In a press release issued by the White House today leading up to the 1st White House Water Summit, Milwaukee is recognized with five measurable commitments to advance water innovation. The Water Council, City of Milwaukee, Alliance for Water Stewardship – North America, and ThinkWater were included in the White House Fact Sheet: Working Together to Build a Sustainable Water Future, joining more than 150 organizations nationwide.
The White House Water Summit was created to raise awareness of water issues in the United States, and to catalyze ideas and action plans to build a sustainable and secure water future through innovative solutions. Dean Amhaus, President & CEO, The Water Council, is attending the White House Water Summit in Washington, D.C. as the representative of Milwaukee’s Water Technology Cluster.
The following commitments were accepted by the Administration for inclusion in the official White House Water Fact Sheet that was distributed at today’s Summit:
City of Milwaukee
Setting the standard for water-centric cities
The City of Milwaukee is announcing that the International Water Association (IWA) will be establishing its first North American Regional Office in Milwaukee. In addition, the City is announcing a new formalized partnership with The Water Council, the University of Wisconsin Milwaukee, and Marquette University. Together, these institutions will:
Read the full announcement from the City of Milwaukee.
Alliance for Water Stewardship – North America
Promoting industrial and agricultural water stewardship
The Alliance for Water Stewardship (AWS)-North America, a program of The Water Council, is promoting corporate water stewardship in the United States through implementation of the AWS International Water Stewardship Standard (AWS Standard) across U.S. industrial and agricultural sectors. Today, AWS is committing to working with 200 large industrial and agricultural water-using sites to implement the AWS Standard, to provide a framework to help sites use water more strategically and identify and mitigate internal and external water-related risks. AWS expects this effort to save more than one billion gallons of freshwater over the next decade.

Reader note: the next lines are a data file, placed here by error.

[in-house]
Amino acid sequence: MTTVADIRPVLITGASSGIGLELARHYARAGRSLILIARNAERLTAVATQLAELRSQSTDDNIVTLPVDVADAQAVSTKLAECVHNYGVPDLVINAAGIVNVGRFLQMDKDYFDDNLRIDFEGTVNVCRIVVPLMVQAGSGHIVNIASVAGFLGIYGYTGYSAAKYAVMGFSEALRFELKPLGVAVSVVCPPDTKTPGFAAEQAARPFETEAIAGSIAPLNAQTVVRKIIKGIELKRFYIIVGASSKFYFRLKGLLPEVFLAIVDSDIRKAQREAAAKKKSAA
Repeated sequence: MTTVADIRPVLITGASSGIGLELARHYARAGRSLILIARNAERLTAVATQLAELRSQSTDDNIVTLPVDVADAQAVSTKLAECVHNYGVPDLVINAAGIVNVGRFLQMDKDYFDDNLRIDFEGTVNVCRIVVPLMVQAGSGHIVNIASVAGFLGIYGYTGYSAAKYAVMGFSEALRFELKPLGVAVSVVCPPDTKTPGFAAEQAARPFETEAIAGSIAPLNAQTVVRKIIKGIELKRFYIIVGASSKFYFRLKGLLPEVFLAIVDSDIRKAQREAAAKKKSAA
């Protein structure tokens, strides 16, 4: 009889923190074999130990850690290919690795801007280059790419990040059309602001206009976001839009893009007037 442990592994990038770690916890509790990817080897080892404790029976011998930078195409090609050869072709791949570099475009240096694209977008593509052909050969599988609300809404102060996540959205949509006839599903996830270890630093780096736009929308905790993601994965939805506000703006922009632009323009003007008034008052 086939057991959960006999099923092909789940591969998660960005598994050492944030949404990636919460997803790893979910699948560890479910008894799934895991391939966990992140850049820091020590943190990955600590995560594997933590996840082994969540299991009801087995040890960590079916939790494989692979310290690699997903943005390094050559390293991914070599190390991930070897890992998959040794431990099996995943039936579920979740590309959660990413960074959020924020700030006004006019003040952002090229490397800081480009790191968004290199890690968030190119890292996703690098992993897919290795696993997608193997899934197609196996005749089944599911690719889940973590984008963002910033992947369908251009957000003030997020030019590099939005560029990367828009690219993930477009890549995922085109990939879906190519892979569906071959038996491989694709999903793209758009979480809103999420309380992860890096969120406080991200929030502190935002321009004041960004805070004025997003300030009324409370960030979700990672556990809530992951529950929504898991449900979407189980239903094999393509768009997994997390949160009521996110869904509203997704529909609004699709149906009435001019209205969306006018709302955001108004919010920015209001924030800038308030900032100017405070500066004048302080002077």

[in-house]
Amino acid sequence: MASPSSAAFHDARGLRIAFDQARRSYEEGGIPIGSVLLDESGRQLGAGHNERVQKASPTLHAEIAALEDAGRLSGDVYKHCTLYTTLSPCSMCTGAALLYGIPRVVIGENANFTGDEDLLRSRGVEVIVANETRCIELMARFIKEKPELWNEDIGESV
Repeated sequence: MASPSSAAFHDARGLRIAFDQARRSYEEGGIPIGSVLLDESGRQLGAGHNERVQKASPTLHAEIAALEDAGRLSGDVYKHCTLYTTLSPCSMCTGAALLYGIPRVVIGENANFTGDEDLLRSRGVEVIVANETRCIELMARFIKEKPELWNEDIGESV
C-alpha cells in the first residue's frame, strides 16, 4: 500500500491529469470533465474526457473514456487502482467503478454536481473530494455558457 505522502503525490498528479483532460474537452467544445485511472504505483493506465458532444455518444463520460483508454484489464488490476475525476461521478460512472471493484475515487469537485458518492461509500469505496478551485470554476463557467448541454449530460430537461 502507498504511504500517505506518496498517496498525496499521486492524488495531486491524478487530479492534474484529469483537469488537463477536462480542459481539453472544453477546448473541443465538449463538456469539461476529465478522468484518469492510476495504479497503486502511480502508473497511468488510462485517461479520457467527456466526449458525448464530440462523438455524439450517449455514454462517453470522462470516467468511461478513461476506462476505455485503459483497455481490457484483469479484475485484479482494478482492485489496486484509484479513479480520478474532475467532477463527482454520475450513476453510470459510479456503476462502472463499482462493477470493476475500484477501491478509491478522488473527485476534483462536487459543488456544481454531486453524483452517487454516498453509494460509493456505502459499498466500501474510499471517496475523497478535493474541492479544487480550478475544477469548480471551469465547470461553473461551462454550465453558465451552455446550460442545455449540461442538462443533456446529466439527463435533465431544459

The Water Council – BREW Accelerator
Commercializing innovative technologies to address global water issues
BREW (Business Research Entrepreneurship in Wisconsin), a water-technology accelerator program of The Water Council, is committing to help 75 new water-technology start-ups get their ideas launched into successful businesses over the next five years through a mentorship and intensive 6-month, strategic training program. In addition, The Water Council is announcing an expansion of its BREW Corporate Accelerator Program, with A. O. Smith Corporation and Rexnord joining Veolia in the program to support start-ups in water technology.
The Water Council – Small Business Development
Enabling public data access to Federal Labs water and water-related technologies
The Water Council, working with the Innovation Exchange, has launched the Global Water Port, an online research tool which enables access to thousands of real-time water-data sources. Today, The Water Council is partnering with the Federal Lab Consortium (FLC) and the U.S. Water Partnership to make data from Federal labs more accessible through the Global Water Port.
Encouraging systems thinking around water
ThinkWater is a national campaign supported by USDA’s National Institute of Food and Agriculture and led by University of Wisconsin-Extension and Cabrera Research Lab to help people think differently, and care more deeply, about water. Today, ThinkWater is committing to work over the next two years to build a national coalition of at least six state-based networks to engage water researchers, educators, and extension agents in solving water-related problems through better systems thinking. This effort will begin this spring with the Wisconsin Water Thinkers Network. ThinkWater expects to directly engage approximately 200 experts and practitioners directly involved with water issues through the Wisconsin network, and approximately 1200 once all networks in the coalition have been established. In addition, ThinkWater is announcing that this spring it will launch “Systems Thinking Made Simple,” a free, interactive online course designed to introduce systems thinking concepts, tools, and resources to water researchers, educators, extension agents, and citizens across the country.